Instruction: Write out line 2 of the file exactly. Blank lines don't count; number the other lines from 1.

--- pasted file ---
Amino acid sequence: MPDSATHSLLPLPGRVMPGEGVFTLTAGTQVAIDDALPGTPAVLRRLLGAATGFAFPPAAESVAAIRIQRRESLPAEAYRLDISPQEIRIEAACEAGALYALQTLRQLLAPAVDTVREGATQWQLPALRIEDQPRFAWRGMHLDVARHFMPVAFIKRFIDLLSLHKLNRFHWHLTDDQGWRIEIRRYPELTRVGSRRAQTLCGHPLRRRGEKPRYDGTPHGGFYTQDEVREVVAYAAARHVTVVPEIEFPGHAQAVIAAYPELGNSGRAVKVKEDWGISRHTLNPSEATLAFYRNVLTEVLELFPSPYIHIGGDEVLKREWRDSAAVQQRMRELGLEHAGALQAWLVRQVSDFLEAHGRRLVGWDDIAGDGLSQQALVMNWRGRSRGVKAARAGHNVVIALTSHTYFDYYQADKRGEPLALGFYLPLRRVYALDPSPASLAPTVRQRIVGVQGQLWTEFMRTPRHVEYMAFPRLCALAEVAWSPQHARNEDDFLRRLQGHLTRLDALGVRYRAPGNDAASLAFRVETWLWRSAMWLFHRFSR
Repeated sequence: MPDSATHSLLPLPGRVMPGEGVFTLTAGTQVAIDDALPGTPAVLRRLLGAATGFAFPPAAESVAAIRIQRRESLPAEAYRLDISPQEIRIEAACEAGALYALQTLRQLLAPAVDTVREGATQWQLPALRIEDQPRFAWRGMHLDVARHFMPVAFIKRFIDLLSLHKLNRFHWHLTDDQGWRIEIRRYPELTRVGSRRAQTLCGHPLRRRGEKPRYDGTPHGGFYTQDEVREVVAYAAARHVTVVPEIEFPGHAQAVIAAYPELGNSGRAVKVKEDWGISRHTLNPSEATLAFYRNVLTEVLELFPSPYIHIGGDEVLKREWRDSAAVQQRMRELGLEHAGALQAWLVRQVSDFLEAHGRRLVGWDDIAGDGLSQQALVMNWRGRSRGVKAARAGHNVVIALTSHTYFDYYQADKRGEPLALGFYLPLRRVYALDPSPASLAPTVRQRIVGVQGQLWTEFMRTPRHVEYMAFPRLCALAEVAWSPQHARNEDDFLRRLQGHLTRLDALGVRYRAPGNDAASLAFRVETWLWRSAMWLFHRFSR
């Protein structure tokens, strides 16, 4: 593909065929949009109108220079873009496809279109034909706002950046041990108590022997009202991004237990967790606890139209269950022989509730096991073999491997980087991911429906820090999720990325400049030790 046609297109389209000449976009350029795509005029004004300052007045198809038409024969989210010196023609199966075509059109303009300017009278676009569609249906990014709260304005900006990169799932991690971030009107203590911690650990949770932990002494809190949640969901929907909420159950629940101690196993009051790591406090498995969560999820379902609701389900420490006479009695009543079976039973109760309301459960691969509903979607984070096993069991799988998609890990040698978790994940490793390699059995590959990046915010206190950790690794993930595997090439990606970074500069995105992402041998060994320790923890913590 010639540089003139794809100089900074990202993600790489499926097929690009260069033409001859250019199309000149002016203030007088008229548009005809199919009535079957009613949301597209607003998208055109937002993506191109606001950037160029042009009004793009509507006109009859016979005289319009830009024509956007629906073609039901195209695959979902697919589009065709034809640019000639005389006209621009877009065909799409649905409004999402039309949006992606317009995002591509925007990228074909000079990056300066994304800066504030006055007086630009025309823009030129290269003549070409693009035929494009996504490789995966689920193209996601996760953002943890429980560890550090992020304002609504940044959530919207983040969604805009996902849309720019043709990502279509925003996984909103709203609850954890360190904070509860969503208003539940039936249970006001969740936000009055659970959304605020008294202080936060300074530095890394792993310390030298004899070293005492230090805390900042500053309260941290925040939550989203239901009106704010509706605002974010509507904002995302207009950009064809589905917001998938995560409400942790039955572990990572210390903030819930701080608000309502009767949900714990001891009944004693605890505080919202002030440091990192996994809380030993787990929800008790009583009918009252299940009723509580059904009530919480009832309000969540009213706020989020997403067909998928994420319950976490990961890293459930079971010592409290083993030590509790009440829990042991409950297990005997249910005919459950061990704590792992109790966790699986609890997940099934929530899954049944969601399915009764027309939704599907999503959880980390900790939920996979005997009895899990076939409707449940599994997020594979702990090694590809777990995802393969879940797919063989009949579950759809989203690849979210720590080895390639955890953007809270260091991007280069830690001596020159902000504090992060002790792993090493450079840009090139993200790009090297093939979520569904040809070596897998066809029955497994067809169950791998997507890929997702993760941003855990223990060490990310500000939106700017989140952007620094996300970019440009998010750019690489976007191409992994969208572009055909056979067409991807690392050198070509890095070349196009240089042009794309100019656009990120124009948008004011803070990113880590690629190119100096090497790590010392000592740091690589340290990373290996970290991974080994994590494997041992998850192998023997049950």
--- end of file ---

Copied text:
Repeated sequence: MPDSATHSLLPLPGRVMPGEGVFTLTAGTQVAIDDALPGTPAVLRRLLGAATGFAFPPAAESVAAIRIQRRESLPAEAYRLDISPQEIRIEAACEAGALYALQTLRQLLAPAVDTVREGATQWQLPALRIEDQPRFAWRGMHLDVARHFMPVAFIKRFIDLLSLHKLNRFHWHLTDDQGWRIEIRRYPELTRVGSRRAQTLCGHPLRRRGEKPRYDGTPHGGFYTQDEVREVVAYAAARHVTVVPEIEFPGHAQAVIAAYPELGNSGRAVKVKEDWGISRHTLNPSEATLAFYRNVLTEVLELFPSPYIHIGGDEVLKREWRDSAAVQQRMRELGLEHAGALQAWLVRQVSDFLEAHGRRLVGWDDIAGDGLSQQALVMNWRGRSRGVKAARAGHNVVIALTSHTYFDYYQADKRGEPLALGFYLPLRRVYALDPSPASLAPTVRQRIVGVQGQLWTEFMRTPRHVEYMAFPRLCALAEVAWSPQHARNEDDFLRRLQGHLTRLDALGVRYRAPGNDAASLAFRVETWLWRSAMWLFHRFSR